All Group I elements on reacting with Hydrogen produces their respective hydrides. The general chemical formula is as follows:

2X +2H –> 2XH

Chemical Reactions with Chlorine

All Group I elements react with Chlorine forming white solid chlorides. The general chemical formula is as follows.

2X (s) + 2Cl (g) –> 2XCl (s)

Flame Colours

Different colours are observed from Beryllium (Be) to Magnesium (Mg) due to the difference in the reflection & absorption of light wavelengths due to the excitation & de-excitation of electrons in the elements shells.

Uses

Alkali metals are used to make alloys. Ex: Sodium-potassium (NaK) alloy is composed of two alkali metals namely Sodium (Na) & Potassium (K) which is usually liquid at room temperature.
Sodium Carbonate (Na2CO3.10H2O) commonly known as “Washing Soda” which is soluble in water is used for cleaning purpose as well as for manufacturing glass.
Sodium (Na) is used commonly in kitchen salt. It is also an important component during nerve impulse transmission.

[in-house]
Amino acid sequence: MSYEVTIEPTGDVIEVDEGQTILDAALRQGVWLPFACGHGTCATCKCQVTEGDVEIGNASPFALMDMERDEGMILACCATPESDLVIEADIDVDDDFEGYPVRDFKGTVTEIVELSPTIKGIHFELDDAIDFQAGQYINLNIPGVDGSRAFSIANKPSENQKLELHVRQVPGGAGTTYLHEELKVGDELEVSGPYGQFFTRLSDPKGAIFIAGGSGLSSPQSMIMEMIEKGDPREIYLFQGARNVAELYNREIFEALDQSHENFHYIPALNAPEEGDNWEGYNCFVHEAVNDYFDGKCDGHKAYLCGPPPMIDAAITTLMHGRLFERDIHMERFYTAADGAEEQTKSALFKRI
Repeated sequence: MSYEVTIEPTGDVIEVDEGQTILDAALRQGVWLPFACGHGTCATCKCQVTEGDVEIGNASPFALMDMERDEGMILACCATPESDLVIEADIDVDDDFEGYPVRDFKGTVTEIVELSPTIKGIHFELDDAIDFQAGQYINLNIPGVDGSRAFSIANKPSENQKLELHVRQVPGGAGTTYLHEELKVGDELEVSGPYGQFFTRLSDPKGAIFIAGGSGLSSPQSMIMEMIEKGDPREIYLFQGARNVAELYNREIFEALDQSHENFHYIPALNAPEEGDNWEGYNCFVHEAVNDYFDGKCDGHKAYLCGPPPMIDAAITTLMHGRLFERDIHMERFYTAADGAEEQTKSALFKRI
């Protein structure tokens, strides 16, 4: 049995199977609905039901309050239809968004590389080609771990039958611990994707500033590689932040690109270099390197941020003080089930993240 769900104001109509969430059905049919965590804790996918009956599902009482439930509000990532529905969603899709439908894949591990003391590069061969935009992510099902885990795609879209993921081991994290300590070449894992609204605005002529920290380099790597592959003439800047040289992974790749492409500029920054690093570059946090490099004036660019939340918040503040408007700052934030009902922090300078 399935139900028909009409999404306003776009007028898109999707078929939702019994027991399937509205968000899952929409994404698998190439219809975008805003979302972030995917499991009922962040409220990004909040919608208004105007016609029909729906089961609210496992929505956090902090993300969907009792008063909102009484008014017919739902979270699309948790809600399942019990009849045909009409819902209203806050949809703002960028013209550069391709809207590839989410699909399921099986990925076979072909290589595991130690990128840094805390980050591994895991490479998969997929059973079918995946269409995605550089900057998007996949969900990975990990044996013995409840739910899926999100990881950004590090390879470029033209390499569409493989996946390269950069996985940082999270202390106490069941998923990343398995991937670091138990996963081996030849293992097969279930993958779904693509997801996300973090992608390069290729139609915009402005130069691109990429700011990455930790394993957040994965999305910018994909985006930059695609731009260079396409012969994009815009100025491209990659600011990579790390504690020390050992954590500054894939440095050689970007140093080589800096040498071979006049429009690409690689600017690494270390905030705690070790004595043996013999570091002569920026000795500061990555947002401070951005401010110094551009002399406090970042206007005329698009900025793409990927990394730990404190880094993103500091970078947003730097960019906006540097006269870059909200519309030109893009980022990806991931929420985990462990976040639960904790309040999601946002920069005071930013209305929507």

Sodium hydroxide (NaOH) commonly known as “Caustic Soda” is used in petroleum refinement & textile industries.
Potassium (K) regulates the opening & closing of stomata in the plant cells. Potassium hydroxide (KOH) generally works as a precipitating agent.
Radium (Ra) is commonly used to treat cancer cells.

Group II Elements

Trends in Atomic Radius: The atomic radius increases from Beryllium (Be) to Radium (Ra) down the group.

Trends in First Ionization Energy: The first ionization energy from Beryllium (Be) to Radium (Ra) decreases down the group.

Trends in Electronegativity: The electronegativity from Beryllium (Be) to Radium (Ra) decreases down the group.

Trends in Melting & Boiling Point: The melting & boiling points of Group II elements do not show any regular trend.